The rewrite of Act 250 after a yearlong study group and feverish attention rests dormant in the committee of origin. The House Natural Resources Fish and Wildlife committee took intense testimony from activists for and against the program changes. Draft language was introduced but never received introduction to the House floor. The complexity of the proposal, several changes to the committee including the chair and disagreement of priorities are the likely reason this bill will take several years to pass, if it ever does. Many believe that the process itself should be scrapped then replaced with an easier and more predictable permit process for the future.
The Associated General Contractors of Vermont started the session tracking and participating in over 32 of the over 1200 bills introduced that would have a direct impact on the construction industry. Some of the issues we faced were expansions to a cap and trade program, increased penalties for overweight vehicles, municipalities issuing state permits, prevailing wage changes, privatization contracts, and licensing of general contractors for weatherization work. We were successful in promoting good bills and avoiding the bad ones. None of bills mentioned in this paragraph advanced this year but may return in 2020.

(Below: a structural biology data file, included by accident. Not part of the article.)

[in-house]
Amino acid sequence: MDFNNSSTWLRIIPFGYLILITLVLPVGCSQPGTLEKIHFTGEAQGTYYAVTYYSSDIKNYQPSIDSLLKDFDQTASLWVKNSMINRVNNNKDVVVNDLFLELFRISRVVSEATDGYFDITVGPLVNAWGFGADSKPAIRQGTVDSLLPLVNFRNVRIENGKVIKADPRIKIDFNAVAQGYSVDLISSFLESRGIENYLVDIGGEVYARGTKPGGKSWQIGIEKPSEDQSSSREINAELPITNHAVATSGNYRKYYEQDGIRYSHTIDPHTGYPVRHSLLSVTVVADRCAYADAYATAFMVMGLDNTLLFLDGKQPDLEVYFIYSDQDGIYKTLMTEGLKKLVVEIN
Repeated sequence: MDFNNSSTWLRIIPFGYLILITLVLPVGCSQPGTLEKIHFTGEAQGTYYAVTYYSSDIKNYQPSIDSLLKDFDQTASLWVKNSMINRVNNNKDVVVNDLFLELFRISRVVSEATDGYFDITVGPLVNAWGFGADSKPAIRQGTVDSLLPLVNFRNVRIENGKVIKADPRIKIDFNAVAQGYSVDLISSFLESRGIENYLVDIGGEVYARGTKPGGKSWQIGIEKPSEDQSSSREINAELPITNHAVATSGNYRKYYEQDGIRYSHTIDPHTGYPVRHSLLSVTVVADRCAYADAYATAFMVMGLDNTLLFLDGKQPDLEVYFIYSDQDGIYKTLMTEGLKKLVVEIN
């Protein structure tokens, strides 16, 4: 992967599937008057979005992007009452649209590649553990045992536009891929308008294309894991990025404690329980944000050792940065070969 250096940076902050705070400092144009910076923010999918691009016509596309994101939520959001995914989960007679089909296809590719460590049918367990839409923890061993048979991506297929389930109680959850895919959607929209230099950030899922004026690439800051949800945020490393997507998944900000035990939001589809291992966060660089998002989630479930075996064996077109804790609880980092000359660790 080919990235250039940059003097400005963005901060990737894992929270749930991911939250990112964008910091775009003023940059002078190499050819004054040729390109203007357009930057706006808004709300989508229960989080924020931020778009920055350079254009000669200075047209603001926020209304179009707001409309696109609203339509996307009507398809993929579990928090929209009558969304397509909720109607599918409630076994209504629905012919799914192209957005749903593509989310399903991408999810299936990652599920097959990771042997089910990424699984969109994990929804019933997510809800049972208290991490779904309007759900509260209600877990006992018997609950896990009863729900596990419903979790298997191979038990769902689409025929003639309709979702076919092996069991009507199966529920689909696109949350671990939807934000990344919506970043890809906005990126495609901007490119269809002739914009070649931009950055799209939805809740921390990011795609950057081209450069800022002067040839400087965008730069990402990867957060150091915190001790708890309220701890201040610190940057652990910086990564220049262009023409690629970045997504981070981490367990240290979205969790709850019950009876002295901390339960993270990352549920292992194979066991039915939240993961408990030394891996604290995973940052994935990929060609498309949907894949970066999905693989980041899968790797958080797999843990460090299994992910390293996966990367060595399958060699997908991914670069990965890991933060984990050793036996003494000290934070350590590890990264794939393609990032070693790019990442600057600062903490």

Below you will find a list of bills that AGC/VT followed that did vote out of their originating chamber. See the winners and losers below:
S.163 Misc Housing- This bill intended to create a system for monitoring rental housing and create a registration system for home building contractors. AGC/VT had its attention on the home builder registration and how it would impact our members. We met with the Office of Professional Regulation many times to discuss who and how people could become required to register with the goal of protecting our members who perform sub-contractor work only. In the end, after testifying multiple times in legislative committees the policy would only apply to residential home contractors who contract directly with homeowners for jobs over $2500. This would exclude a subcontractor working for a general contractor who is registered under the law which is a success for our members. The bill ultimately was held up and did not get a vote on the House floor. It is expected to return next year. This was a success for our legislative team.